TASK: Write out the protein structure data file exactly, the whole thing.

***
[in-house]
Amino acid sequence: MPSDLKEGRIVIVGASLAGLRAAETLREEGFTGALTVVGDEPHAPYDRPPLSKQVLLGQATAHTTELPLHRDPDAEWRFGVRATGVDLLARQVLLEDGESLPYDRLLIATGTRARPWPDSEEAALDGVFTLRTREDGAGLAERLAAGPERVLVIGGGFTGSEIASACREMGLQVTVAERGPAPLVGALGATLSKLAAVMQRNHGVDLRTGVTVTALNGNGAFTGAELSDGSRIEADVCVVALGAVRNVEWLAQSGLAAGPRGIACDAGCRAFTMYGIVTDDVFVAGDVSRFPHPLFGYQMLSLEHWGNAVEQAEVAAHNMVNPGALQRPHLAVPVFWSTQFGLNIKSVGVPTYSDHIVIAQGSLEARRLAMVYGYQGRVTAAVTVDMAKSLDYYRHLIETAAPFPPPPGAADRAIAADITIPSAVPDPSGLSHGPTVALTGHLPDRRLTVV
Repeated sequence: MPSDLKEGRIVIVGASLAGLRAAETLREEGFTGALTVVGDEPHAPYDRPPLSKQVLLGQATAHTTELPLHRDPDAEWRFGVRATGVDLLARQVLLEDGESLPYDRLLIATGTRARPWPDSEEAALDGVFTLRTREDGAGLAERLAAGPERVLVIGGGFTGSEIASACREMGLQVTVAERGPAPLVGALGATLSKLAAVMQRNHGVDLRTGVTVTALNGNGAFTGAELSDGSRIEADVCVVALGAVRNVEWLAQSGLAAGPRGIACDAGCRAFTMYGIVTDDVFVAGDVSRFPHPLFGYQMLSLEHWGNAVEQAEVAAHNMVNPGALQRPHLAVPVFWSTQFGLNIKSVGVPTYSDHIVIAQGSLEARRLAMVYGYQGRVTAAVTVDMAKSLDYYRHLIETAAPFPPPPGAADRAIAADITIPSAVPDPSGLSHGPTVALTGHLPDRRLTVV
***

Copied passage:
[in-house]
Amino acid sequence: MPSDLKEGRIVIVGASLAGLRAAETLREEGFTGALTVVGDEPHAPYDRPPLSKQVLLGQATAHTTELPLHRDPDAEWRFGVRATGVDLLARQVLLEDGESLPYDRLLIATGTRARPWPDSEEAALDGVFTLRTREDGAGLAERLAAGPERVLVIGGGFTGSEIASACREMGLQVTVAERGPAPLVGALGATLSKLAAVMQRNHGVDLRTGVTVTALNGNGAFTGAELSDGSRIEADVCVVALGAVRNVEWLAQSGLAAGPRGIACDAGCRAFTMYGIVTDDVFVAGDVSRFPHPLFGYQMLSLEHWGNAVEQAEVAAHNMVNPGALQRPHLAVPVFWSTQFGLNIKSVGVPTYSDHIVIAQGSLEARRLAMVYGYQGRVTAAVTVDMAKSLDYYRHLIETAAPFPPPPGAADRAIAADITIPSAVPDPSGLSHGPTVALTGHLPDRRLTVV
Repeated sequence: MPSDLKEGRIVIVGASLAGLRAAETLREEGFTGALTVVGDEPHAPYDRPPLSKQVLLGQATAHTTELPLHRDPDAEWRFGVRATGVDLLARQVLLEDGESLPYDRLLIATGTRARPWPDSEEAALDGVFTLRTREDGAGLAERLAAGPERVLVIGGGFTGSEIASACREMGLQVTVAERGPAPLVGALGATLSKLAAVMQRNHGVDLRTGVTVTALNGNGAFTGAELSDGSRIEADVCVVALGAVRNVEWLAQSGLAAGPRGIACDAGCRAFTMYGIVTDDVFVAGDVSRFPHPLFGYQMLSLEHWGNAVEQAEVAAHNMVNPGALQRPHLAVPVFWSTQFGLNIKSVGVPTYSDHIVIAQGSLEARRLAMVYGYQGRVTAAVTVDMAKSLDYYRHLIETAAPFPPPPGAADRAIAADITIPSAVPDPSGLSHGPTVALTGHLPDRRLTVV